Monday, March 01, 2004

(I've been out all day, and I come home to find a Drezna-lanche. Thanks, Dan. Now I'm a little embarrassed and shy.)


A couple of weeks ago, I wrote a bit about nannies and childcare. At the time, I was a bit dismissive of childcare, because my kids have been in so-so arrangements.

This weekend, I was thinking about what would great childcare look like. I have to admire the old libbers for their willingness to explore new ideas, instead of modern parents who just accept our limited choices. So, what would good childcare look like?

Some universities have excellent lab schools for the children of professors. Columbia and the University of Chicago come to mind. Their schools are overseen by faculty in education or psychology departments, and students care for the children for class credit. It's an wonderful situation all around. The children are with highly motivated, educated personnel. The classrooms are open to all visitors. They are on the campus, so their parents can drop in at any time. It's also good for the college students since they learn by actually working with kids.

These programs should be replicated everywhere. They do not exist at most universities. And even where they are offered, only the children of faculty can attend. There are few, if any, spots for temporary faculty, students, staff, or members of the community.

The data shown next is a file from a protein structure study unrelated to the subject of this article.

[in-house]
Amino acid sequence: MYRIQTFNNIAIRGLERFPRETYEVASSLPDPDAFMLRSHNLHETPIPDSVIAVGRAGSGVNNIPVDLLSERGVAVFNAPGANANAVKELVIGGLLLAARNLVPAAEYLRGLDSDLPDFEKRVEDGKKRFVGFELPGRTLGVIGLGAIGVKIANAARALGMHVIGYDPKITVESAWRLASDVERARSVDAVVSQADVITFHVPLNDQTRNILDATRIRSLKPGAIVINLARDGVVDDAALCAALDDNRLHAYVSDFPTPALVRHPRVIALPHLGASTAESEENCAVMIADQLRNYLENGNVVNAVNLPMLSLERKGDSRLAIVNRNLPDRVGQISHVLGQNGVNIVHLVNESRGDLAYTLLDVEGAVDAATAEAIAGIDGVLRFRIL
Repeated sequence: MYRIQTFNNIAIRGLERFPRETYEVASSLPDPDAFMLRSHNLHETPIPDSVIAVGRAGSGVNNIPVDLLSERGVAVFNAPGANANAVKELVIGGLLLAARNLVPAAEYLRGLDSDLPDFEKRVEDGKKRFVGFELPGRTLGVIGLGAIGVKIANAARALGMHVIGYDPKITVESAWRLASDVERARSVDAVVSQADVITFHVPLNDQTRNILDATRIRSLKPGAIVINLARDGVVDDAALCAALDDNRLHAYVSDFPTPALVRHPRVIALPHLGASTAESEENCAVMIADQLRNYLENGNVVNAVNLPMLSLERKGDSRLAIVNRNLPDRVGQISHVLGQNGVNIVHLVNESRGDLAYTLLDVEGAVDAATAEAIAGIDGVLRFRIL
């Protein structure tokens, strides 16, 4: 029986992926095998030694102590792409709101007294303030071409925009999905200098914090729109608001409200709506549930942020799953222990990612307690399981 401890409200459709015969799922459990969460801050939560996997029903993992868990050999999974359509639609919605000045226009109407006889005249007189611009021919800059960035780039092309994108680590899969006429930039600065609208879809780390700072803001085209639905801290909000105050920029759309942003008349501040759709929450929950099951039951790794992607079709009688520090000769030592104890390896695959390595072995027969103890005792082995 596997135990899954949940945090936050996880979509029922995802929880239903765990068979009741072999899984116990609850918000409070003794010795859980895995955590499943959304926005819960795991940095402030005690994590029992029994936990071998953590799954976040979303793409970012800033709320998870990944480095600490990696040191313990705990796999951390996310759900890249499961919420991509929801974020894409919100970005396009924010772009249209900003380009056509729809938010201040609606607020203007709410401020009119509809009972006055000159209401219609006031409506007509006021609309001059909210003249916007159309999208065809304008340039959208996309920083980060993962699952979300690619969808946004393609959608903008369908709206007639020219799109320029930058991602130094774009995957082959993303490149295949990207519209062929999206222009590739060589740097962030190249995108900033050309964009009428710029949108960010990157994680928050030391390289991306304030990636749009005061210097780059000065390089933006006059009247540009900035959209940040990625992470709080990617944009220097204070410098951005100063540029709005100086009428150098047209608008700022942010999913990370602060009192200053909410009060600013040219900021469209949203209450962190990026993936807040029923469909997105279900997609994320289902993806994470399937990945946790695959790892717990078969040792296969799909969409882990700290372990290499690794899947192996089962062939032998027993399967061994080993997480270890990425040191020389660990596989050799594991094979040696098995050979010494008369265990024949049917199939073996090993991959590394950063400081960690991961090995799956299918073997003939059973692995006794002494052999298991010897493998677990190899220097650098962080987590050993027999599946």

All large companies should have on-site childcare with areas to have lunch with their children every day. I know that Merck has a great program.

The cost of childcare show be on a sliding scale depending on income. Right now, middle class means $42,000 per year. Childcare should not exceed $5,000 per child. (My local childcare center costs $15,000 per year.)

Since even my perfect childcare system is less perfect than parental care, then the workday should not exceed 35 hours per week.

Commute time can mean 10 or 15 more hours of childcare. This time must be cut down by having one's work, home, and childcare very close together.

Childcare centers should also be operated near senior citizen centers, assisted living centers, and homes for the handicapped. These various groups are all hidden away in the peripheries of our communities. Put them together. Put them in the center of our communities. Have the old benefit from having young kids around. Have the seniors read stories to the kids and the disabled. Have the disabled sing for the old folks and the kids.

When childcare centers are not run by universities, then these centers should pay their workers fairly and offer benefits. They should be affiliated with the public schools, though not be part of the system.

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